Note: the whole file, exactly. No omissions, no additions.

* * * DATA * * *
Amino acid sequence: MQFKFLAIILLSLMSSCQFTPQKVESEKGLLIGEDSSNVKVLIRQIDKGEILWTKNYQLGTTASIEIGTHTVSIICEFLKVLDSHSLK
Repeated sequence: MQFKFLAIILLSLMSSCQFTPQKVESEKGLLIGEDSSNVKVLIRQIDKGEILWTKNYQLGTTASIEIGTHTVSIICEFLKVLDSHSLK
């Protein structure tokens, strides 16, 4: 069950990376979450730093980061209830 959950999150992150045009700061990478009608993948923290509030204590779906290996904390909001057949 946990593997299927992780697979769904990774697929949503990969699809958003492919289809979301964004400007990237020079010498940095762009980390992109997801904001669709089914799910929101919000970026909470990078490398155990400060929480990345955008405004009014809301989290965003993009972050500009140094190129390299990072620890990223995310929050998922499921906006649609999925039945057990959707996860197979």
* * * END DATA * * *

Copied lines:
Amino acid sequence: MQFKFLAIILLSLMSSCQFTPQKVESEKGLLIGEDSSNVKVLIRQIDKGEILWTKNYQLGTTASIEIGTHTVSIICEFLKVLDSHSLK
Repeated sequence: MQFKFLAIILLSLMSSCQFTPQKVESEKGLLIGEDSSNVKVLIRQIDKGEILWTKNYQLGTTASIEIGTHTVSIICEFLKVLDSHSLK
């Protein structure tokens, strides 16, 4: 069950990376979450730093980061209830 959950999150992150045009700061990478009608993948923290509030204590779906290996904390909001057949 946990593997299927992780697979769904990774697929949503990969699809958003492919289809979301964004400007990237020079010498940095762009980390992109997801904001669709089914799910929101919000970026909470990078490398155990400060929480990345955008405004009014809301989290965003993009972050500009140094190129390299990072620890990223995310929050998922499921906006649609999925039945057990959707996860197979």